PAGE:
It is because of the empty tomb that Christianity is not just a philosophy of life or body of moral teachings from a good but misguided man. The empty tomb is why I have new life. How I think, what I do, and where I am going is a result of the resurrection of Jesus Christ. While how I live and my characteristics should be a proclamation of this reality to others, I disagree with the adage that we should preach the gospel and if necessary use words. Part of proclamation involves actually saying what it is which have become the core of my being by which I strive to view the world and live.

  4. Mary Magdalene, Mary mother of James and Salome. There was a young man who was dressed in white robe sitting on the right side. Manuscript evidence shows us that it should be because of different endings but it ends abruptly because it was just the beginning.
    My life proclaims Christ through my words. Letting people know about Jesus whenever an opportunity arises. Not going along with the popular belief of the day but pointing people back to God’s word to see what he has to say.
    My life can proclaim Christ through my actions and what I choose to do. When people ask questions, ready with an answer to point them to Christ and truth.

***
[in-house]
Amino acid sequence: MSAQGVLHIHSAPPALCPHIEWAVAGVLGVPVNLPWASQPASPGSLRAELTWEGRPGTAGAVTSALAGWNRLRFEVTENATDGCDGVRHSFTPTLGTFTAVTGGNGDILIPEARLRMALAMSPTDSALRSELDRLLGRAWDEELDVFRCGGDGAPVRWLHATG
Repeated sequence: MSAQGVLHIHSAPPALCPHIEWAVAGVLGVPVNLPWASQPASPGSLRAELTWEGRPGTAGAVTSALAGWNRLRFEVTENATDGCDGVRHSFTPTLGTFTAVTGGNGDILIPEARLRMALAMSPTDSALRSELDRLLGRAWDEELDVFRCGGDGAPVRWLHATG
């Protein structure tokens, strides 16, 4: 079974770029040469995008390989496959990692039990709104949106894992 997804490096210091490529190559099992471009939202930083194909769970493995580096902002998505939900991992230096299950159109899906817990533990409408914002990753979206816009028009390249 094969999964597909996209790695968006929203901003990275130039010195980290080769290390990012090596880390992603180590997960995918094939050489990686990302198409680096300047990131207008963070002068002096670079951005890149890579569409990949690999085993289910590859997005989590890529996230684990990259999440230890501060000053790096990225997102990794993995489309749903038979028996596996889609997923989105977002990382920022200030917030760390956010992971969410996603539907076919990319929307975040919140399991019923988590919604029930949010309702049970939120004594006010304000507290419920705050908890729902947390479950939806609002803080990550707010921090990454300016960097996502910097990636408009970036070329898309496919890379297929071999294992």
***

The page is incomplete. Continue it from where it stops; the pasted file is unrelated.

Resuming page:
5. 33324bg says:

    Humanly speaking, the way Mark’s gospel ends is kind of embarrassing. The women don’t go off and triumphantly declare the news of Christ’s resurrection, but according to Mark’s account, they don’t say anything to anyone (they don’t obey the angel, at least not right away) because of their fear. Now before we scoff at these women and claim that we wouldn’t have been so afraid, let us think for a moment.. The women weren’t expecting to see a rolled stone, an empty tomb and an angel! I bet we’d be pretty afraid if we suddenly saw an angel and heard that our dear friend had risen from the grave! We’d be confused too, especially perhaps if we had seen our friend die. No wonder these women reacted the way they did- with our sinful nature and all too. But we’ve been entrusted with the good news, the gospel to declare, like these women. We’ve been entrusted with the glad news that Jesus is Lord and that He is risen! Yet like these women we are often afraid and speak to no one about Him. We have no excuse, we can’t say we’re recovering from a supernatural encounter with an angel or something; we have the straight, clear commands of Scripture to share the gospel. Like with the women, as we see in other gospel accounts, encounters with the risen Jesus give us the courage needed to speak of Him, even when we’re not sure how people are going to receive our message, whether they reject us or receive the news…